The "dropped out of college to make it after the initial Kickstarter" part doesn't support the "smart" part that well. At best he's smart despite doing so.
Considering he stopped ~6 years ago, he'd probably have to start his degree again from scratch.
What Engine Does the Game Use?
I have written the engine from scratch using C++ and OpenGL... Most importantly, the engine is designed completely around procedural paradigms, and this influences the architecture of the engine in many ways. Every file is written with "everything procedural" in mind.
So, not so much re-inventing the wheel, but creating his own paradigm in a new engine. Brave to attempt something so novel, but this is how progress is made. If nothing else, he has a (hopefully) solid game engine that could form the basis for any number of future games.
Gavan Woolery's Voxel Quest is another example of someone striking out on their own to invent a new engine. Look how awesome that turned out!
As a FOSS proponent I'm obviously biased in this, but I believe failed projects have a duty to release source to the backers in some way. In a perfect world, the community will help carry the project over the line, but worst case at least the backers receive something of value and can do with it what they will. It doesn't matter if the original developer has concerns about levels of quality or completion.
Please see this both as a general comment to the community, but also a plea directly to the developer in this particular instance.
He said in the link
"I will prepare the source code for release"
And he will be in touch after the source is released.
And so it's a mistake that everyone, it seems, ends up learning from hard, scarring experiences. There really are limits and they are just as real as limitations to how fast you can run and how quickly you can code. Often I see consequences that are similar to Josh's - you fail others because you didn't take emotional energy into account when you made serious promises to them. A failed Kickstarter is no big deal, those are expected to be risky; I see failed marriages; people neglecting or otherwise hurting their kids; people failing their employees, partners and investors; and people losing their family's and friend's money and good faith.
IMHO, if you want to be honest with others you need to be honest with yourself; you need to know yourself and your capacity. Also, you can then learn to manage and increase your emotional energy, to spend it efficiently, and to use it to your advantage as the powerful, irreplaceable capability it is. Ignoring it is like ignoring any constrained resource, such as cash flow for your business. It might help if we taught people these things as children.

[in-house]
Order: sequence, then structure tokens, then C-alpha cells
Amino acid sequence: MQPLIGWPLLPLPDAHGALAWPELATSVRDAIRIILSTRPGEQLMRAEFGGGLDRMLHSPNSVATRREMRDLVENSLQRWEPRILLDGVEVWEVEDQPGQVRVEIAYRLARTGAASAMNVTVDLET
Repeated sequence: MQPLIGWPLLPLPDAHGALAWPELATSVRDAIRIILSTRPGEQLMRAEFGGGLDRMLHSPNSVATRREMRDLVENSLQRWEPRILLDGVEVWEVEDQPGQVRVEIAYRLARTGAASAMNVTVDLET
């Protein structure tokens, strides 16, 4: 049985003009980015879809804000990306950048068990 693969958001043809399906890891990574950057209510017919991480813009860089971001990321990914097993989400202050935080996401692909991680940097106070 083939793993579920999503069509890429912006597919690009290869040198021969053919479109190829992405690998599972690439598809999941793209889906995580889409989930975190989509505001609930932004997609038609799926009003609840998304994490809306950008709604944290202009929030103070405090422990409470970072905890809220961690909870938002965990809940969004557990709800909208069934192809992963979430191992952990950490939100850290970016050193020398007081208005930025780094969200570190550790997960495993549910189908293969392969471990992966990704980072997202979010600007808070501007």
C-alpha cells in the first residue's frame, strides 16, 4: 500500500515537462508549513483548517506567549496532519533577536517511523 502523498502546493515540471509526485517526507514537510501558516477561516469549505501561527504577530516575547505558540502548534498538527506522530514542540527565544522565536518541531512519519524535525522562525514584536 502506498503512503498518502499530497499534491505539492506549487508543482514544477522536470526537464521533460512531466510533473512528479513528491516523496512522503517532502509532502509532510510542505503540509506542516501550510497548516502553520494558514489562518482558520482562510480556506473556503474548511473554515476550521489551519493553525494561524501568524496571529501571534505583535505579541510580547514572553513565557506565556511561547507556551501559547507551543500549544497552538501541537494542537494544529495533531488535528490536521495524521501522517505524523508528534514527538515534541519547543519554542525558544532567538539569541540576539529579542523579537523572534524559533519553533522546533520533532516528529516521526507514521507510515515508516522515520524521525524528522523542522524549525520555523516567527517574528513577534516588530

EDIT: A few additions
That said, there's a difference between making an engine for a game like Minecraft vs. the kind of engine needed for Limit Theory.
At the end of the day, it's the same stories and questions about core competency present in almost every business. If you want to build a shelf, and you have to start by making the tools that will cut the tree that will become the shelf... it's going to be a while until you see a shelf, and in the process you'll probably be producing more useful tools than shelves.
Unity is popular for the same reasons AWS is popular: It allows you to focus your time on what you excel at, instead of spending it reinventing various wheels. Some businesses (and games) can succeed despite reinventing those wheels, not necessarily because of it.
And in some extremely rare cases, "what you excel at" is both building the engine and making an excellent game out of it (Present company included; I'd recognize your name anywhere). Stardew Valley and The Witness are the only two examples I can give off-hand of significant, outstanding, indie games that were released with a custom engine. And I would maintain that in both cases, it wasn't necessary to create the engine. In SDV's case it's even questionable if it actually helped at all.
Every other example I could come up predates the days of high quality engines being readily available to sub-$100k budget games.